Thank you! Oh well, that was not a short time, but I definitely made a huge step, the moment I went to Ireland and I spoke with locals and then when I started to use the Internet to watch interviews of my favourite band and read articles about them, ihih.

      Great words!! The only one I don’t like is finocchio, because I hate to eat it XD

      Haha, Schmetterling kills me 😂 This meme makes me die from laughter every time 😂😂

      I don’t speak Spanish, but I have relatives from Argentina and I have picked up some words from them (when we have to communicate they speak in Spanish and we speak in Italian and we understand each others 😂) It’s true they have a lot of singsong words!

      I love the concept of midva!❤ Thanks for sharing!

      Liked by 1 person

      1. Hihih, oh yes, that’s the Schmetterling. 😀 And I love it how you learnt the language. It’s always something, either a band or a lover. 😉 Interesting that you can understand each other in Spanish and Italian. I was learning Spanish for four years in high school and I can see now that the vocabulary is vastly different from the Italian, but the grammar is pretty similar.

        Liked by 1 person

      2. fkasara

        Eheh, true true, you need a strong motivation 😉

        You know what? It’s unbelievable how similar Venetian and Spanish are, to be honest! And also, you know, there are tons and TONS of Italian descendents in South America, so maybe they mixed the languages. Actually in Brazil there’s a language called Talian, which is some sort of Venetian-Portuguese and it’s also officially recognized, I think! Venetians went all over the world, really.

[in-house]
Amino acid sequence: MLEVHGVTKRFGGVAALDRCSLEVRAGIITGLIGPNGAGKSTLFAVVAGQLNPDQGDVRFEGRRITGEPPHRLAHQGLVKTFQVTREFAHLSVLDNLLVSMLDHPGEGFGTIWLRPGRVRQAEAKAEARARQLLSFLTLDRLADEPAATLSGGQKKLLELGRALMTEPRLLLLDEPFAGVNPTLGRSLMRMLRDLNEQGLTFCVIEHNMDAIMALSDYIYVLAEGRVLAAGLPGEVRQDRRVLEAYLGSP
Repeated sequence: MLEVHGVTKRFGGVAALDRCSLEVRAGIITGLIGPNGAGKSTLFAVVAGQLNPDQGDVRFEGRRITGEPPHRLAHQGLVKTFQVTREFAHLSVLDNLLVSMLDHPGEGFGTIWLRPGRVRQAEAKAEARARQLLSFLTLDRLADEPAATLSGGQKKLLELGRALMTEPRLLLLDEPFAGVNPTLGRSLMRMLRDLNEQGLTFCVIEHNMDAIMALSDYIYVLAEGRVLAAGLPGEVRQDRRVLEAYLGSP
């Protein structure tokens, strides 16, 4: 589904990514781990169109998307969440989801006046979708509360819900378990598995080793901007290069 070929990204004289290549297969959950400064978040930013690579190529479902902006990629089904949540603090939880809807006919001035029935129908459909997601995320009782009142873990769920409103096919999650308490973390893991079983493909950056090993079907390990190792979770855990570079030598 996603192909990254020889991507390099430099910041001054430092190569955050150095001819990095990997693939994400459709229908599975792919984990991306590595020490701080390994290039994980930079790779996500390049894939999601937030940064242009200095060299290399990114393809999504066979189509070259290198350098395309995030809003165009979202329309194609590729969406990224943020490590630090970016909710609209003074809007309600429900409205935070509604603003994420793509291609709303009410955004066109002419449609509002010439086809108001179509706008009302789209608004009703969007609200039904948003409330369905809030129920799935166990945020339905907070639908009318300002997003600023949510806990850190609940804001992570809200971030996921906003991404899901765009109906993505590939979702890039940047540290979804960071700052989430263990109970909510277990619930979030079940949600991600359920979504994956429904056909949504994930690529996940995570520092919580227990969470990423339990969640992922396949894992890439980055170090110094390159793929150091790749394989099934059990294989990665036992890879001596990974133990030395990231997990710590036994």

You should see our conversations on Skype with my Argentinian relatives, though…it’s a Tower of Babel kind of scenario, lol. But we do understand each others, it’s ilarious.

        Liked by 1 person

  2. It’s funny that you should mention “Ciao!”, I’ve always had special feelings for equivalents of “farewell”, “au revoir”, “sayonara”. My favourite English word? “Moment”.

    Liked by 1 person

  3. My favourite Italian word is ‘rincoglionito/a’ because I can’t find a satisfactory equivalent in English and it is such a useful description. I often want to say it ‘cos I can’t find another word for it. Also “giro” (as in go for a giro, and “in giro”) – such a handy word, and “salto” (as in fare un salto): no satisfying alternatives in English at all….
    In English, off the top of my head, I am fond of “shambolic” and “frisky”…

    Liked by 1 person

    1. fkasara

      As an Italian I have to say that I cannot find in languages other than Italian and Venetian satisfying equivalents for swearwords 😅 We can be quite creative when inventing words for expressing frustration or offending people 😅😅 Rincoglionito is a great pick 😂

      I didn’t know shambolic, it sounds great to indicate something chaotic! Thanks for sharing ❤

      Liked by 1 person

      1. Haha it is not difficult for European to read Vietnamese, because we use the Latin alphabet. But speaking might be a bit challenging 🙂